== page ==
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Karolina Wojewoda, Jonas Brenner, Monika Kąkol, Matilda Naesström, Wiesław Jerzy Cubała, Dorota Kozicka, Roman Nowicki, Małgorzata Sokołowska-Wojdyło, Wioletta Barańska-Rybak
Med Sci Monit 2012; 18(10): CS85-89
Background: Dermatitis artefacta (DA) is a dermatologicopsychiatric illness that is a conscious self-infliction of lesions to accessible regions of the body. The lesions usually do not resemble those of any know skin disease and there are no specific diagnostic tests to recognize them. This makes dermatitis artefacta a very slow, challenging and expensive disease to diagnose.
Case Report: We present 5 different clinical cases of dermatitis artefacta treated in the Department of Dermatology, Venereology and Allergology, Medical University of Gdańsk in 2011. Detailed anamnesis and physical examination were performed at the day of admission. All patients had biochemical and hematological blood tests, skin biopsies and swabs for bacteriological examination, and photographs were taken. Psychiatric consultation was recommended in all cases.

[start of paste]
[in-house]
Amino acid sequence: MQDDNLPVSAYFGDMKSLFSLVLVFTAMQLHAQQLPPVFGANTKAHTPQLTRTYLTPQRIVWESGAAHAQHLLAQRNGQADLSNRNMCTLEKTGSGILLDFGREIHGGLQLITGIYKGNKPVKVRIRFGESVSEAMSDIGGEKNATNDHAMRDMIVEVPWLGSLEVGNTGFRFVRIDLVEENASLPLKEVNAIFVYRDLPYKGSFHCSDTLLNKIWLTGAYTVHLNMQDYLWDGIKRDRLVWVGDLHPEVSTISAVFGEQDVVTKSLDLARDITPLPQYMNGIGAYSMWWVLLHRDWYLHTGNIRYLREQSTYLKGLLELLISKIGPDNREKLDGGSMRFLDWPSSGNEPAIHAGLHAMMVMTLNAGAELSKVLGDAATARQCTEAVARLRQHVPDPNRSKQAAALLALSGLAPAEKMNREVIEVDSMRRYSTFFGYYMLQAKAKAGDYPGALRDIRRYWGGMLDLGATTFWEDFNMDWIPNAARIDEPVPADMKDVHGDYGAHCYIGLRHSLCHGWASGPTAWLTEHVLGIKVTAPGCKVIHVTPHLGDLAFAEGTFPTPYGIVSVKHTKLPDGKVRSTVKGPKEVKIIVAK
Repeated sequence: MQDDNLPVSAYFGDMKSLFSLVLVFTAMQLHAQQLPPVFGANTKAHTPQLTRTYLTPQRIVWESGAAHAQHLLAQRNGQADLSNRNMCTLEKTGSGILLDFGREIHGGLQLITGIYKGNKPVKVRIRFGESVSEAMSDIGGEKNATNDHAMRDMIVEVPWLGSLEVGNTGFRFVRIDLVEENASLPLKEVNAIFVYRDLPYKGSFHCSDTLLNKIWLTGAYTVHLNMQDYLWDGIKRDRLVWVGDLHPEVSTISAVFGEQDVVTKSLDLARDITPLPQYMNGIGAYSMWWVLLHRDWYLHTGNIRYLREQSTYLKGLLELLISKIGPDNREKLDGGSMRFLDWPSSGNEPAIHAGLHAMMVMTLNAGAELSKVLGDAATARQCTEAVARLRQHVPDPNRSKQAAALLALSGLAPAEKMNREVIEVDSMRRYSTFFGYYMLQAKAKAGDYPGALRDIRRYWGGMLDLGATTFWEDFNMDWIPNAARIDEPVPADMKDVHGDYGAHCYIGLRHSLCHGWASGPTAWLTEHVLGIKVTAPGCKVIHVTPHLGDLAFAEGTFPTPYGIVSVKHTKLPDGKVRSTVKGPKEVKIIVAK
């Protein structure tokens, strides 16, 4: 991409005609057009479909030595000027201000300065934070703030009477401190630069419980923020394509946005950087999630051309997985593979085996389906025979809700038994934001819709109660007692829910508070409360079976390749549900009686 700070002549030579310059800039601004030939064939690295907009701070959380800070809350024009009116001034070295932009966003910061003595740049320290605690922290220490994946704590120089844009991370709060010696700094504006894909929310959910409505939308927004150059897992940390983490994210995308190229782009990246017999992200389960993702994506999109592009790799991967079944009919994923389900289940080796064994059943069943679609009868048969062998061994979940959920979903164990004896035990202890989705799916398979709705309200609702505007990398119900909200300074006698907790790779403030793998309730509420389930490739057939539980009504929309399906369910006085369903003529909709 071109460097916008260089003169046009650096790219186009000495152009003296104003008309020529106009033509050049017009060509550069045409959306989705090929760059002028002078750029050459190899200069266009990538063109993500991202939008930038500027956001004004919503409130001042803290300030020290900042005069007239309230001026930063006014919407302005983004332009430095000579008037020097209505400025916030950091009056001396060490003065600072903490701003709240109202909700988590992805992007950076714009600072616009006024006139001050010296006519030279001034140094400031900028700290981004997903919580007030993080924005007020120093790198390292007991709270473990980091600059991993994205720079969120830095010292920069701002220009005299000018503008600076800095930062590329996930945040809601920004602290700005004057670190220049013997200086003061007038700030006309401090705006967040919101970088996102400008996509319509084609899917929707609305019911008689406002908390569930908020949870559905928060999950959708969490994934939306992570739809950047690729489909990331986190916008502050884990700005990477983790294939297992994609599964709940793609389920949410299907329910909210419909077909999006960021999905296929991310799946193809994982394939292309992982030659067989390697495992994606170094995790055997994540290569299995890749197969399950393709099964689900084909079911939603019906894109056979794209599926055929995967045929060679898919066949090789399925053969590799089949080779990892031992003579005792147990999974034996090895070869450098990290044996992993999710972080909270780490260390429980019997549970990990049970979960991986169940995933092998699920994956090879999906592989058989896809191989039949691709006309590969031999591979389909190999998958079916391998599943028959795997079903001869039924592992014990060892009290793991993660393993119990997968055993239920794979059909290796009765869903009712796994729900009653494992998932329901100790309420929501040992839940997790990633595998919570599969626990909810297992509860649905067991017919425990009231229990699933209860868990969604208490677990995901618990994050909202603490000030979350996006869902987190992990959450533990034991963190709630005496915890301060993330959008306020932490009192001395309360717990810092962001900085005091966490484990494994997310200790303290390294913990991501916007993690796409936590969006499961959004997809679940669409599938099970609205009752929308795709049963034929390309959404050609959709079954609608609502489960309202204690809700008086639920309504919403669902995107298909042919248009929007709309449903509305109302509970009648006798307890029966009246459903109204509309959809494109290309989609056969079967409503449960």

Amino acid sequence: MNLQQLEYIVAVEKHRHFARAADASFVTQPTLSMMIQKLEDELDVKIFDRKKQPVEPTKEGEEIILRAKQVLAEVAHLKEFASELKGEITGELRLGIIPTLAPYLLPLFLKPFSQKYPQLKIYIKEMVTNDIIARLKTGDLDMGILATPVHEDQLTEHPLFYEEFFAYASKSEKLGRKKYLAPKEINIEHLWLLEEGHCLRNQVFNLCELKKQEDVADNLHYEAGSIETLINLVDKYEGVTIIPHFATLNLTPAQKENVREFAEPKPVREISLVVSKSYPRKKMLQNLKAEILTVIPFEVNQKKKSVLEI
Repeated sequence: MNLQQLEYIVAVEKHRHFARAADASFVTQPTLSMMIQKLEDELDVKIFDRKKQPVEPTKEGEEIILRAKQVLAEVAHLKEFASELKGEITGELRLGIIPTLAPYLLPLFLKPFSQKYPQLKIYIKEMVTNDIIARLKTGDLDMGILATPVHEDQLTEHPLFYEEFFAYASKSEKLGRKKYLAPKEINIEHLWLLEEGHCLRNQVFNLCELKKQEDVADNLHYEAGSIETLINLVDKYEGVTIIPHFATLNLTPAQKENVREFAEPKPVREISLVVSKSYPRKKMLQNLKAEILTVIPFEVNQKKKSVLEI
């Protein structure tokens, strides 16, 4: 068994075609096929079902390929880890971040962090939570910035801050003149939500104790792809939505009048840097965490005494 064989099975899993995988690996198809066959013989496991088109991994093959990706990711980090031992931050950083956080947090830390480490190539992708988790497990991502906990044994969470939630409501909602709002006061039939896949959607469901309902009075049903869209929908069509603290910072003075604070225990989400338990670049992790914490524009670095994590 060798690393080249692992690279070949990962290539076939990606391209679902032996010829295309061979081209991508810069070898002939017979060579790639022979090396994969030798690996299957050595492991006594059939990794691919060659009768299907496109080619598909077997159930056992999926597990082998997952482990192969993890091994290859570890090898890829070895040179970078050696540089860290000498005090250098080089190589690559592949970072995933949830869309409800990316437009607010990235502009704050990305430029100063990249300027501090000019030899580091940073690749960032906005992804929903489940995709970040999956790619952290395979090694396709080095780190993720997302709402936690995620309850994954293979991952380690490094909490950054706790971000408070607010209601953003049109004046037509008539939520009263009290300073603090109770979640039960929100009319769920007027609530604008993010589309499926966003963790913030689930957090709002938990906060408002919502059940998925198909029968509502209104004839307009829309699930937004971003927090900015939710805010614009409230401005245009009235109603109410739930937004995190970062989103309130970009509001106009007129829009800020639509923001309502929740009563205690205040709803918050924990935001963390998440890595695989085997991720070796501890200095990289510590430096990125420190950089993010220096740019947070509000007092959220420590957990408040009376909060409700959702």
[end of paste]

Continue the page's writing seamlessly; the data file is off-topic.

Clinical symptoms before diagnosis lasted from 1 to 10 years. The female-to-male ratio is 1:0.7, with age range of 57–62 years. Of our patients, only 2 refused a psychiatric consultation. Three out of 5 patients denied self-mutilation (2 of those 3 patients finally admitted to self-manipulations). Lesions were usually within the reach of the dominant hand. Two patients have other personality disorders. In 4/5 cases visible improvement after treatment with occlusive dressings were observed.
Conclusions: We discuss and attempt to depict issues associated with collaboration between dermatologists and psychiatrists, reasons for poor recognition of the disease, very long diagnosis and high costs. To conclude, we found that close collaboration between dermatologists and psychiatrists is important in diagnosing and treating DA patients.